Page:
Virtual FINS (Frontiers in Neuropsychiatry Seminars), March 1, 2022 at 1 P.M.

Dr. Marianna Zazhytska, Postdoctoral Research Scientist (Lab of Dr. Stavros Lomvardas, Zuckerman Institute, Columbia University) and CIG alumnus, will give a talk entitled Disruption of nuclear architecture as a cause of COVID-19 induced loss of smell at 1pm on March 1, 2022.

The zoom seminar can be joined here :

Meeting ID: 945 9229 3965
Passcode: FINS

SARS-CoV-2 infects less than 1% of cells in the human body, yet it can cause severe damage in a variety of organs. Thus, deciphering the non-cell-autonomous effects of SARS-CoV-2 infection is imperative for understanding the cellular and molecular disruption it elicits. Neurological and cognitive defects are among the least understood symptoms of COVID-19 patients, with olfactory dysfunction being their most common sensory deficit. Dr. Marianna Zazhytska and colleagues show that both in humans and hamsters, SARS-CoV-2 infection causes widespread downregulation of olfactory receptors (ORs) and of their signaling components.This non-cell-autonomous effect is preceded by a dramatic reorganization of the neuronal nuclear architecture, which results in dissipation of genomic compartments harboring OR genes. Their data provide a potential mechanism by which SARS-CoV-2 infection alters the cellular morphology and the transcriptome of cells it cannot infect, offering insight to its systemic effects in olfaction and beyond.


Zazhytska M, Kodra A, et al. (2022) Non-cell-autonomous disruption of nuclear architecture as a potential cause of COVID-19-induced anosmiaCell. 2022 Feb 2:S0092-8674(22)00135-0
Columbia Zuckerman Institute News: Smell Loss with COVID-19 Begins in the Nuclear Hearts of the Nose’s Sensory Cells(February 2, 2022)
Delaneau O, Zazhytska M, et al. (2019) Chromatin three-dimensional interactions mediate genetic effects on gene expression.Science. 2019 May 3;364(6439):eaat8266.


Dr. Marianna Zazhytska was born in the city of Dnipro in central Ukraine and raised in Zdolbuniv, a small town in western Ukraine. She moved to the Ukrainian capital, Kyiv, for her university studies, and she received her Bachelor’s (in Biology), Master’s (in Genetics), and Ph.D. (in Biophysics) all at Taras Schevchenko National University of Kyiv. During her doctoral work in Kyiv, Dr. Zazhytska received a special fellowship from the University of Lausanne in Switzerland inviting her to pursue doctoral work in Lausanne. Not one to pass up a valuable opportunity nor one to abandon work unfinished, Dr. Zazhytska chose to accomplish the remarkable feat of completing her doctoral work in Ukraine, receiving her first Ph.D., in Biophysics, in 2013, and then moving to Switzerland to pursue doctoral work in a different field at the University of Lausanne, receiving her second Ph.D., in Human Genomics, in 2018!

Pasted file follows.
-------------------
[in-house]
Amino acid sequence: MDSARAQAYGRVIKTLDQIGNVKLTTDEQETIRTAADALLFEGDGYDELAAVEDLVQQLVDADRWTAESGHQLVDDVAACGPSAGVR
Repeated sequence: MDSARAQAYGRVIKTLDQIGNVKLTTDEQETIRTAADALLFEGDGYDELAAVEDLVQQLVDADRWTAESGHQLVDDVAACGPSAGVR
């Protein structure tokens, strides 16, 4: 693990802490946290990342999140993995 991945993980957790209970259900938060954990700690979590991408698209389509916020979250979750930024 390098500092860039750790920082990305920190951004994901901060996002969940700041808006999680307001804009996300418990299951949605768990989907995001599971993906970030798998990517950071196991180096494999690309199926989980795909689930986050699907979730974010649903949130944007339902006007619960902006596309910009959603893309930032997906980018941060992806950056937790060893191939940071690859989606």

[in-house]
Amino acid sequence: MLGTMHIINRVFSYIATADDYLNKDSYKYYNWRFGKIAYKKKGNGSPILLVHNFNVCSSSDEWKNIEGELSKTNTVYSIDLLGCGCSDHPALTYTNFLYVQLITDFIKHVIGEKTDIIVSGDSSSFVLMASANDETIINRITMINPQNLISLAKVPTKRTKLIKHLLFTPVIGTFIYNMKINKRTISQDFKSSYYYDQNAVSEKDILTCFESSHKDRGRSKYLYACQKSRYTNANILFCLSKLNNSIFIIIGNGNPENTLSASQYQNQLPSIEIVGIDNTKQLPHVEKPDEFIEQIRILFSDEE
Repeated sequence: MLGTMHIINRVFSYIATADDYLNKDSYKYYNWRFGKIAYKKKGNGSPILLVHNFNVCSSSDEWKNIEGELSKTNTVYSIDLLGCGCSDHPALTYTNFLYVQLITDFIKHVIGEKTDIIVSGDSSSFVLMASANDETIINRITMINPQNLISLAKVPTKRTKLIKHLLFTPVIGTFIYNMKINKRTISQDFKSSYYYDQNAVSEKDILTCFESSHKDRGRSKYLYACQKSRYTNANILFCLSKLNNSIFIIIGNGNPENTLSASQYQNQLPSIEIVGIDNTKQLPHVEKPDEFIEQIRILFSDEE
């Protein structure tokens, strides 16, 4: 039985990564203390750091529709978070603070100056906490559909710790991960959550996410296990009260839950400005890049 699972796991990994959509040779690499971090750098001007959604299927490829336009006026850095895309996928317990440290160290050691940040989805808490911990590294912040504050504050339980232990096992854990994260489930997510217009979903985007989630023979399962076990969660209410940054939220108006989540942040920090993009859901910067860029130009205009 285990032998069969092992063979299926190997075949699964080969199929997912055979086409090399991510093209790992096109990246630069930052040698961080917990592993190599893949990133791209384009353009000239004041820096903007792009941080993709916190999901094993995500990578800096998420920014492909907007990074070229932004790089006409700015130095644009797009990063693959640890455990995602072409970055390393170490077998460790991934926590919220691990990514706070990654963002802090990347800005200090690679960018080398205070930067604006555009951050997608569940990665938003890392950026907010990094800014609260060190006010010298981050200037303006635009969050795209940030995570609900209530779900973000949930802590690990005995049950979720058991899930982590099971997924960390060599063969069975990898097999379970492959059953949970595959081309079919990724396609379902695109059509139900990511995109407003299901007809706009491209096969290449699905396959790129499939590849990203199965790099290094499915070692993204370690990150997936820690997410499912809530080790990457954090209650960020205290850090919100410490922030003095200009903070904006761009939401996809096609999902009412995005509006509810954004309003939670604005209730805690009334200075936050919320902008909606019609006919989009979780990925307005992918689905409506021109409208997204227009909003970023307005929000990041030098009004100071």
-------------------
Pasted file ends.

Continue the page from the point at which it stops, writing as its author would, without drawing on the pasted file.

Dr. Zazhytska’s second Ph.D. work, in the Lab of Dr. Alexandre Reymond at the University of Lausanne’s Center for Integrative Genomics, focused on the 3-dimensional organization of chromatin structure and domains, culminating in a publication in Science. In 2019, she moved to New York City to join the Lab of Dr. Stavros Lomvardas at the Zuckerman Institute of Columbia University as a Postdoctoral Research Scientist, to further pursue her interests in chromatin biology, spatial genome organization, and DNA topology. She is currently working on projects aimed at unraveling how long-range chromatin interactions are involved in gene regulation and smell loss in Alzheimer’s Disease and COVID-19. Her work in identifying the mechanism of COVID-induced anosmia (loss of smell) was just published in Cell this February.

The work of Dr. Zazhytska is phenomenal, and her identification of the non-cell-autonomous mechanisms of SARS-CoV-2 infection will lead to the unraveling of many unresolved issues such as Long-COVID symptoms, paving the way for better treatments and preventions to end this devastating pandemic. However, before she could celebrate her great accomplishment, her world – and our world – is darkened by the escalating and now full-scale Russian invasion of Ukraine – a sovereign nation with more than 40 million people, a long history and a beautiful culture, now fighting to preserve their home, freedom, and democracy against the unprovoked imperialistic aggression of Russia, and caught in the middle of the harsh geopolitical maneuverings of the surrounding powers.

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